Dementia and Occupational Therapy - Home caregiver and senior adult manAs the confirmed cases of COVID-19 continue to climb, and more and more potential points of exposure are identified, many of us are wondering—could I be next? Because testing is currently limited to only the most high-risk and severely infected patients, there may be many more undiagnosed patients in the community.

The fact is, most people who contract the virus will not need medical attention and can safely recover at home without medical intervention. Following CDC guidelines, there are measures caregivers can take that may help keep other members of the household safe.

1. Wash your hands: Washing hands and high-touch surfaces and avoiding touching your face remains the best strategy to avoid spreading COVID-19, as well as other common illnesses such as the flu.
2. Isolate the patient in the home as much as possible: Ideally, those suffering from any illness should have their own bedroom and bathroom, away from other members of the household.
3. Ensure common spaces have good air flow: Open a window or turn on the air conditioning if possible.
4. Use disposable masks and gloves, if available: Use disposable gloves and masks when having physical contact with the patient and dispose of immediately after use. Immediately clean hands with soap and water or hand sanitizer right away.
5. Do not share household items: Dishes, cups, towels and bedding all have the potential to carry COVID-19 and other viruses. Clean them thoroughly after they are used by an infected person.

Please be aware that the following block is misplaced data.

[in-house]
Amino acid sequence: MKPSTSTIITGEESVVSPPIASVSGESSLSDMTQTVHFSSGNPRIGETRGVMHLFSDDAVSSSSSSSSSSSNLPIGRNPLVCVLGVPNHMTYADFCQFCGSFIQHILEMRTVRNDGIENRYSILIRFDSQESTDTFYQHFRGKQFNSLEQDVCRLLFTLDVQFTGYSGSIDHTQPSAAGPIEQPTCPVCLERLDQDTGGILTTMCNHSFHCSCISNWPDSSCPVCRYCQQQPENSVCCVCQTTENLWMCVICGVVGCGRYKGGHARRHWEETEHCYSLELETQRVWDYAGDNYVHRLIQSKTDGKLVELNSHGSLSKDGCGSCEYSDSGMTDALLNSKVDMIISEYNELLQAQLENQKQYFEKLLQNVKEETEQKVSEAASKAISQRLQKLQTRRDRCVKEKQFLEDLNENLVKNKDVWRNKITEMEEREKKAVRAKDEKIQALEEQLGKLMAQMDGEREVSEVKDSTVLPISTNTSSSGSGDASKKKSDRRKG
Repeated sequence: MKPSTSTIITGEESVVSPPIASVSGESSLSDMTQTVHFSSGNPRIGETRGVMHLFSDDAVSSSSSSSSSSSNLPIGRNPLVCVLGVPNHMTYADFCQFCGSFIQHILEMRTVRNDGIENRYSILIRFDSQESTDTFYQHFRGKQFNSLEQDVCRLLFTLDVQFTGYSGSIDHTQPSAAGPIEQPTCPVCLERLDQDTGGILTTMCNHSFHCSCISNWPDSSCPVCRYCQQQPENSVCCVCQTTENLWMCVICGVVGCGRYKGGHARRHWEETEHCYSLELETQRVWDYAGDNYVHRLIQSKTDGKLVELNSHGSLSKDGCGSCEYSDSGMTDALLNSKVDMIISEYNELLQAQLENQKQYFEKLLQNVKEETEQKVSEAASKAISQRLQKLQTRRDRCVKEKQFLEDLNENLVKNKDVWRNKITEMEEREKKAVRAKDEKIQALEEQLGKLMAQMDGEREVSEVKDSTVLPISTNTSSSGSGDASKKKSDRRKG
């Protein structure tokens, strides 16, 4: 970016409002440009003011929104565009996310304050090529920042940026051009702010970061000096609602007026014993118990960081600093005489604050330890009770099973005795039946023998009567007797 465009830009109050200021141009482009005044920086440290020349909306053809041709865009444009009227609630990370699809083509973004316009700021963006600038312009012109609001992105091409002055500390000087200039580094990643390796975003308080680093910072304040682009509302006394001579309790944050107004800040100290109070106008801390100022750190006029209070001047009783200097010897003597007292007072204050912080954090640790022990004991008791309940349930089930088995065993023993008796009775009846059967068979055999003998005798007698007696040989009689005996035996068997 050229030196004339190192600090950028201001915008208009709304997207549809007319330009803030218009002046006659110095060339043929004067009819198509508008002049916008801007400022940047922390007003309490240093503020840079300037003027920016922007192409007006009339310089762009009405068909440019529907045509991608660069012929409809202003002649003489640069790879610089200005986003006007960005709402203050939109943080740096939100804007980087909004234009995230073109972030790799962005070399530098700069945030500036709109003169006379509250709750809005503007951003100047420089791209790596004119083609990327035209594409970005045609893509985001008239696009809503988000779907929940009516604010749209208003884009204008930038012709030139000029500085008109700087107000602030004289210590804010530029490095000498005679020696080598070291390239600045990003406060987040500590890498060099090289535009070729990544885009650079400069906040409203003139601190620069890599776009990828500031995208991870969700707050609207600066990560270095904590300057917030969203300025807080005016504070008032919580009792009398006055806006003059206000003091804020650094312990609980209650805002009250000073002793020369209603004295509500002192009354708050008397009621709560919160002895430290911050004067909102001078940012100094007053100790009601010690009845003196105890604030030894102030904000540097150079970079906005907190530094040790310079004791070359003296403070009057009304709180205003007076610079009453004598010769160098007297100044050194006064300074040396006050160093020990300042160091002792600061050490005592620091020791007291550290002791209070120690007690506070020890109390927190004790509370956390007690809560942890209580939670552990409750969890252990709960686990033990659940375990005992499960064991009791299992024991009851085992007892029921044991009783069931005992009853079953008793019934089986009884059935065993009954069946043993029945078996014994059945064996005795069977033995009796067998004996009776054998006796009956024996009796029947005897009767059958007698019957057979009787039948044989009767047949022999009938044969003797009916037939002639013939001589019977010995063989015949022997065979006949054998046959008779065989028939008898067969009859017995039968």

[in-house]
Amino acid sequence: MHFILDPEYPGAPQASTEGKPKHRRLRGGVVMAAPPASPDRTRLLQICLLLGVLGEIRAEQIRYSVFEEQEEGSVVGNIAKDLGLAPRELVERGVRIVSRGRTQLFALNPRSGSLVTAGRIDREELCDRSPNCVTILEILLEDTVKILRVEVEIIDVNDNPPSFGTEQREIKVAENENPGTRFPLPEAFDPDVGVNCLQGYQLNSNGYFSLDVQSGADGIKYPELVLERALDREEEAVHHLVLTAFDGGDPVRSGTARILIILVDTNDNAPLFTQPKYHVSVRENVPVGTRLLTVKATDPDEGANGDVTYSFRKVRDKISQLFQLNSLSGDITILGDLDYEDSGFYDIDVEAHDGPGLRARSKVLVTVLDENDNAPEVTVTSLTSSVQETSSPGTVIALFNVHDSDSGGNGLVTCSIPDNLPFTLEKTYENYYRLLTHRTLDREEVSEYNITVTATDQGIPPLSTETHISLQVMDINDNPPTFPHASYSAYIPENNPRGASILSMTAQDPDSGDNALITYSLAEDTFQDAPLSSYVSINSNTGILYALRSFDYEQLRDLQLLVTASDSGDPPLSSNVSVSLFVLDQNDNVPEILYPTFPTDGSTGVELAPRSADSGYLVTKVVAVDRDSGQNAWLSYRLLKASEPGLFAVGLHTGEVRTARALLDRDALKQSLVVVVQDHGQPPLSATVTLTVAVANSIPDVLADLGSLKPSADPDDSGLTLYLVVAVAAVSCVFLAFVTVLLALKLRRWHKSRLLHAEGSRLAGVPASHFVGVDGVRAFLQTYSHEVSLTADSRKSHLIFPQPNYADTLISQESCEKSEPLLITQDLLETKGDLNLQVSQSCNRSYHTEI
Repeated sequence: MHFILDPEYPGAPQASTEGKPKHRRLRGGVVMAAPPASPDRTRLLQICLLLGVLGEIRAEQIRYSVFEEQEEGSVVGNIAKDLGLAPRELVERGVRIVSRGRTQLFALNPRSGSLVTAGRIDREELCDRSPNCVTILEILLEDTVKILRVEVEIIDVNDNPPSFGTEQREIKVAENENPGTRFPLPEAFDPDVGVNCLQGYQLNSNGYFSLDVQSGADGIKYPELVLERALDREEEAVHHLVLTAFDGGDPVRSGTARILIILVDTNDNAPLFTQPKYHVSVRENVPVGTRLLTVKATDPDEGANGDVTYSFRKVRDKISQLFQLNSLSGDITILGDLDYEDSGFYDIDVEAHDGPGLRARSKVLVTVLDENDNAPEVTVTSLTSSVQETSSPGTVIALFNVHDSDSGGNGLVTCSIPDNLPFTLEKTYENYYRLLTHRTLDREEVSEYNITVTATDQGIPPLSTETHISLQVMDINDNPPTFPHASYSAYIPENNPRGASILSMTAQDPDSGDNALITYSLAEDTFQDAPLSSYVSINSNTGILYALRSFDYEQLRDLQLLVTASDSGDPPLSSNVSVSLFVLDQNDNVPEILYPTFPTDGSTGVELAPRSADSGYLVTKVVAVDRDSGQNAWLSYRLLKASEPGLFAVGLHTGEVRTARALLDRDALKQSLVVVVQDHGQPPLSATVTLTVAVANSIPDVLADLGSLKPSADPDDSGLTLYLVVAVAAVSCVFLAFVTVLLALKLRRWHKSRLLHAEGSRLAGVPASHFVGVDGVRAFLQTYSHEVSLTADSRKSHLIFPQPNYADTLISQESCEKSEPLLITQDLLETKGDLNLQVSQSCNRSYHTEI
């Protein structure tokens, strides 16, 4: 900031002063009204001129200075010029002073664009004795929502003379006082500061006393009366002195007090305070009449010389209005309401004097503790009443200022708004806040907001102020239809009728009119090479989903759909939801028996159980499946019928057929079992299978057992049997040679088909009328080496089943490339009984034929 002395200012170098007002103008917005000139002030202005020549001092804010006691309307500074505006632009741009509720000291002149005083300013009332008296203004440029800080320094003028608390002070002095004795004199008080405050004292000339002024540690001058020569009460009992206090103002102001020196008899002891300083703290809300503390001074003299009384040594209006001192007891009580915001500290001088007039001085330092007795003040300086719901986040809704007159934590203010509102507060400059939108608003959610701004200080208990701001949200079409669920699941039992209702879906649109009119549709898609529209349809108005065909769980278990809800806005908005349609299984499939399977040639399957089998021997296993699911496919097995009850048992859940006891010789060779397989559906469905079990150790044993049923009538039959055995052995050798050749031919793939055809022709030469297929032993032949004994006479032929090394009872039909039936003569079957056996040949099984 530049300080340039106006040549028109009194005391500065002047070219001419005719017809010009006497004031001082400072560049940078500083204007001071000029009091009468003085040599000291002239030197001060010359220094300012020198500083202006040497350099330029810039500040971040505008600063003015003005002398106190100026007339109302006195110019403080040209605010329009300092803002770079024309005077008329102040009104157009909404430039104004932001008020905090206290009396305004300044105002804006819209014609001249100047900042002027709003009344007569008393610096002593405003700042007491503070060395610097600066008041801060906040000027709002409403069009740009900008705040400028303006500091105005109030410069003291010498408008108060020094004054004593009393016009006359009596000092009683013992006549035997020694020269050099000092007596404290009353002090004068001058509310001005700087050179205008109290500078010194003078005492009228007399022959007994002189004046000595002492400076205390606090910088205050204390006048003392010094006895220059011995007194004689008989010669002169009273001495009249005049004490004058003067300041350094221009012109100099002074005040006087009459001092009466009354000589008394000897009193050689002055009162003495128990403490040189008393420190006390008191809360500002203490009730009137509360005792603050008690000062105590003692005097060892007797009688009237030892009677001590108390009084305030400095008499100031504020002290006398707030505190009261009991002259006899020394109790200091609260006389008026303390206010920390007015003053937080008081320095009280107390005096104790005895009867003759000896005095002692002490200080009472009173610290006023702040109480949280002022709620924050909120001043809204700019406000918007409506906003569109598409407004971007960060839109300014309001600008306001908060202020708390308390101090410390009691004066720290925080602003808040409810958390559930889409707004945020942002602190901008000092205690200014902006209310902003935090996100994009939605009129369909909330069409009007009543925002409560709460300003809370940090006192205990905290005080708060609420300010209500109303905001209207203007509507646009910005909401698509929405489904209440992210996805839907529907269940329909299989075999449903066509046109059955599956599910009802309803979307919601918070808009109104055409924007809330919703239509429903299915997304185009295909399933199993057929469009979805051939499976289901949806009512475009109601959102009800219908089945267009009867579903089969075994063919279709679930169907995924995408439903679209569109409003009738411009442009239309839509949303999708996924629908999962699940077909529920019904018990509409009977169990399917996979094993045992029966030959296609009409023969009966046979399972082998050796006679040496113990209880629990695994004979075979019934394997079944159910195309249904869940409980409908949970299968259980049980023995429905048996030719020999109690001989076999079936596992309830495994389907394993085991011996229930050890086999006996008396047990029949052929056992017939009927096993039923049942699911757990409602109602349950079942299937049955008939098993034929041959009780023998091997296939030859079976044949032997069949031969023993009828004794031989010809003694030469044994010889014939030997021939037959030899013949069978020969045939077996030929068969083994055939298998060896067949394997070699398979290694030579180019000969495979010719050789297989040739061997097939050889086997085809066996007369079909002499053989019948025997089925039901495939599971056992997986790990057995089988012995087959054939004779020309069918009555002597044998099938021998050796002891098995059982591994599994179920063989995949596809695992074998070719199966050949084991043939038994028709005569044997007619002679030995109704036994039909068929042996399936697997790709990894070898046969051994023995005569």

6. Dispose of waste properly: Disposable gloves and masks, used tissues, and other trash that may carry germs should be placed in a lined container before being disposed of with other household trash.

Caregivers should monitor symptoms and call their healthcare provider if symptoms worsen. In the case of a medical emergency that necessitates calling 911, be sure to notify the operator that you believe your loved one may have COVID-19.

According to the CDC, patients can safely leave the house once they have been fever-free for 72 hours, their symptoms have resolved, and at least 7 days have passed since symptoms first appeared. However, all residents should continue to remain at home as much as possible until the pandemic has passed.

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UofL Physicians

University of Louisville Physicians is the largest, multispecialty physician practice in the Louisville area. UofL Physicians’ nationally renowned physicians care for all ages and stages of life, from pediatrics to geriatrics. To learn more, visit

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